Emergency crews have stabilized a train that got trapped on the Bonnybrook Bridge after a structural failure and the Transportation Safety Board of Canada is now investigating.

A CP Rail train got stuck on the bridge over the Bow River on Thursday morning at about 3:45 a.m. after it partially collapsed.

Six cars derailed and five more, ull of petrolium distillate, were trapped on the bridge.

Mayor Naheed Nenshi spoke out on the incident on Thursday morning and had some harsh words for CPR, the company in charge of the track and the train carrying the dangerous material.

"This, of course, has impacted the City of Calgary enormously. I know that a number of questions will arise from that," Nenshi told a briefing at 11 a.m.

According to city engineers, the Bonnybrook Bridge is an old bridge - it dates back to the foundation of CP. "It was probably authorized by Sir John A. Macdonald," Nenshi said.

However, beyond that, they don't know much about it because the CP bridges in Canada are exempt from municipal regulation. "It is the only private business operating within the city's boundary that the municipality cannot regulate."

Nenshi insisted that the city's own bridges are safe and they've been inspected three times since the flooding.

"Our bridges are all built in the same way - they're all built eight feet into the bedrock for the largest part. This bridge was not built into the bedrock - which we just learned today - and we continually remediate and reinforce our bridges," Nenshi said.

The mayor hammered the point home by mentioning the Centre Street bridge, a 100-year-old bridge that he says is 'strong, stable, and safe'. "It made it through this situation very very well."

Nenshi says that there needs to be a serious conversation over safety. "This a private business and other private businesses are subject to regulation."

He adds that there are a lot of questions into the handling of this issue with the Bonnybrook Bridge. "Our number one priority is safety, but once this crisis is over, I'm going to be looking for a lot of answers from a lot of people.

"I'll be very blunt. I'll probably get in trouble for saying this - we've seen a lot of people lose their jobs at CP over the last year. How many bridge inspectors did they fire? These are the questions that we need to understand much much better after we assure the safety of the water and the safety of everyone who is there."

Ed Greenberg, a spokesperson with Canadian Pacific, says he isn't sure what the caused the problem.  According to his information, the bridge checked out on Saturday after last week's flooding and has been used several times since.

The rail was also inspected by a professional inspector on Monday and no problems were found.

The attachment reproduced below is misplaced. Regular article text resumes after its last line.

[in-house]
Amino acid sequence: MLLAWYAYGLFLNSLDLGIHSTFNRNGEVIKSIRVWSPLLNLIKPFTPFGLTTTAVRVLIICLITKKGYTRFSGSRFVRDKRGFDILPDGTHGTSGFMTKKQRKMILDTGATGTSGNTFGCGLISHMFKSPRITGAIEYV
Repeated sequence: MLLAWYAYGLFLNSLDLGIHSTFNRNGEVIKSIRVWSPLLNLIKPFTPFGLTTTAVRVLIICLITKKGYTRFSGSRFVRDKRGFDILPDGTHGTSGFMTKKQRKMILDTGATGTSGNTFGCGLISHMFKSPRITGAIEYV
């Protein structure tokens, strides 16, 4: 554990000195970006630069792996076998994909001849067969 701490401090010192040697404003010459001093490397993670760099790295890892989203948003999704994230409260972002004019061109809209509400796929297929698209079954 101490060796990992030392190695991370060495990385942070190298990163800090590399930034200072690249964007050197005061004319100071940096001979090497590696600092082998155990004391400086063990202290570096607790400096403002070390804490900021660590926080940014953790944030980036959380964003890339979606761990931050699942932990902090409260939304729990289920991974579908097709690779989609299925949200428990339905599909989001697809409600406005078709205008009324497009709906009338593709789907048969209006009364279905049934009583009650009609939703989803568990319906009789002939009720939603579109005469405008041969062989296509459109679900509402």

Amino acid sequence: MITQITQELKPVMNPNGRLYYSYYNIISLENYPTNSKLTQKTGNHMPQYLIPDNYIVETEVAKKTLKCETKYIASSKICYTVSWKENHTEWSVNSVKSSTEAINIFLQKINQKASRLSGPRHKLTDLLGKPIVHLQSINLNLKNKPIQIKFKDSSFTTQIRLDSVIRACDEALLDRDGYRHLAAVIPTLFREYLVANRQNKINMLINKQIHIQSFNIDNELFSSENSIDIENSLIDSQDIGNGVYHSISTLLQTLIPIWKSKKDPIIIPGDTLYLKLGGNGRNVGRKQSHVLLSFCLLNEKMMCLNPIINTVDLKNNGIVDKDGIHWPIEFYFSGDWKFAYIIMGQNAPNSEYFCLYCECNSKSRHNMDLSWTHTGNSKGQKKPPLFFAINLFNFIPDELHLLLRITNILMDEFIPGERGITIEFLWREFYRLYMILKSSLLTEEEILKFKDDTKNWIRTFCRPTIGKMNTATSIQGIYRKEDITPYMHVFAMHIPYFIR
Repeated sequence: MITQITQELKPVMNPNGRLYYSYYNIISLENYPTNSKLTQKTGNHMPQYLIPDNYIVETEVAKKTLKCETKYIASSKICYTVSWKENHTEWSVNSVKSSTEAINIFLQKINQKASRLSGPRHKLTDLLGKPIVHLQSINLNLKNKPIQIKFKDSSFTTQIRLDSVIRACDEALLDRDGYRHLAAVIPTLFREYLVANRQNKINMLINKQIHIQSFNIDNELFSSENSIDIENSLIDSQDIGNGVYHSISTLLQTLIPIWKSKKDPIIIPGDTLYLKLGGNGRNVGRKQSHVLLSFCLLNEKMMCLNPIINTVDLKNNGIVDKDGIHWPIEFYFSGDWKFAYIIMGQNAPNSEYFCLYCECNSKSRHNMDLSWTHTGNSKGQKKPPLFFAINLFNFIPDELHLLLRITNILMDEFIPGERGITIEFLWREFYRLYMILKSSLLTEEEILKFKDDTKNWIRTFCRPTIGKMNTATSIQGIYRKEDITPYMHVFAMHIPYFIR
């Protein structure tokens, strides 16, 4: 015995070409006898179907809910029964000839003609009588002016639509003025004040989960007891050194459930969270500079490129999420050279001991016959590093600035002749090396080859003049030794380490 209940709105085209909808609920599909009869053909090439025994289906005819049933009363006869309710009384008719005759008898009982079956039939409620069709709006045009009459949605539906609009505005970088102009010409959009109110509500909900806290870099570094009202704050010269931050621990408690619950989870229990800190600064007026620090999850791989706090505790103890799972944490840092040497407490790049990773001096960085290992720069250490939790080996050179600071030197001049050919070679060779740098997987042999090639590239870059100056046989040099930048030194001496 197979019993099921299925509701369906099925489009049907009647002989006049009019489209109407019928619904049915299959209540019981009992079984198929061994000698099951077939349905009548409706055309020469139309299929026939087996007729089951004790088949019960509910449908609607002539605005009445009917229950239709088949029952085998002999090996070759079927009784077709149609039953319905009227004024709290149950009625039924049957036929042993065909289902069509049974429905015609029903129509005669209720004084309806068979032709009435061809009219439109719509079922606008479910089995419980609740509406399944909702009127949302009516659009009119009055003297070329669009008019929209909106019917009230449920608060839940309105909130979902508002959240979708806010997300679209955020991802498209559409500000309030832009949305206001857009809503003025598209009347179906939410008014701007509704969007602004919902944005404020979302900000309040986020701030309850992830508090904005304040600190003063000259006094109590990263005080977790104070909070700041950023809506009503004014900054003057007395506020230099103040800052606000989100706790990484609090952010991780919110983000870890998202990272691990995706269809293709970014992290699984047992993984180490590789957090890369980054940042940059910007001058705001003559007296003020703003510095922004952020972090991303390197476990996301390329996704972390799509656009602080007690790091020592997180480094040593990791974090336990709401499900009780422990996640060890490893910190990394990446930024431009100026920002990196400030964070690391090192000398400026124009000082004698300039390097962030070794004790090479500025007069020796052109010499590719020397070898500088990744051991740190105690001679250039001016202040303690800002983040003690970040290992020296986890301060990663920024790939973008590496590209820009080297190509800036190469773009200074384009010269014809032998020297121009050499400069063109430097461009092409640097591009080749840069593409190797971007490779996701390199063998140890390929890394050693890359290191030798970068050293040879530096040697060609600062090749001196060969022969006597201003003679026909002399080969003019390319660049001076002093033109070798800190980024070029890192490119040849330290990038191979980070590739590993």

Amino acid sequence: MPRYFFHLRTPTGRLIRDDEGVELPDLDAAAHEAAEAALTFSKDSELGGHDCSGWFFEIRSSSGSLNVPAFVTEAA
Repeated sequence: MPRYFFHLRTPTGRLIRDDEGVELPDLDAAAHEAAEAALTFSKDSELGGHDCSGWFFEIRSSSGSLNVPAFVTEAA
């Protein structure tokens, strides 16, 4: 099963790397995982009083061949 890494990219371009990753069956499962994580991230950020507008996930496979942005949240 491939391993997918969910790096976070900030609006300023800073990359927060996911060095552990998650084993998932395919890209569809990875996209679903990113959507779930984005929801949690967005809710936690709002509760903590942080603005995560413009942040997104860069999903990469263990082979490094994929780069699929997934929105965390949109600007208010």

The fire department brought in a stabilization train to ensure the trapped train does not end up floating down the river.

“A train loaded with rocks and grain cars. And we’re using that, coupled to the six damaged cars that are on the bridge, to secure it and use it as an anchor. We then also went through and then CP crews with firefighters, we tethered each individual rail car to that stabilization train,” said Acting Fire Chief, Ken Uzeloc.

Crews were hoisted into position using a vehicle with a bucket at the end of a long arm to attach the tethers and install hoses so they did not have to go on the damaged bridge.

Uzeloc says the one section of the bridge is partially in the water but has not moved in the last three hours.

He says they believe the bridge is relatively stable right now but they will take their time to ensure everyone remains safe.

“We wanna make sure we are doing things as safely as possible for everyone involved and that includes the environment because the last thing we want is a bunch of petroleum product into the river,” said Uzeloc.

Crews are now in the process of setting up a pumping station.

“We have two rail cars hooked up with hoses and pumps and we’re doing a third right now. As soon as that’s in place we will move the empty tank cars that are on the undamaged bridge in alignment and then start pumping the product out of the damaged cars into the undamaged cars,” said Uzeloc.

Uzeloc says they will make a decision on the best way to remove the cars from the damaged bridge as soon as the product is removed.

The Transportation Safety Board of Canada is now investigating the incident.

“We absolutely are investigating this accident. We’ll be looking for what happened and why it happened,” said Wendy Tadros, Transportation Safety Board of Canada Chair. “We’ll be looking for the cause of that accident. We’ll be conducting a full and independent investigation.”

Tadros says the TSB will also look into the inspections that were done on the bridge before trains went over it.

“We’re on the ground. We have two people out there at the moment. They’re going to be looking at the cars, they’re going to be downloading the data recorder that’s on the locomotive. They’re going to be interviewing the crew and they’re going to be getting the inspection records. Until we take a good hard look at those we won’t know what we’re dealing with,” said Tadros.

Crews have opened up Barlow and Deerfoot Trails for the evening rush hour.

The half-mile evacuation zone has been reduced to within 300 metres of the derailment.

Ogden Road remains closed north of 50 Avenue and 17 Street S.E.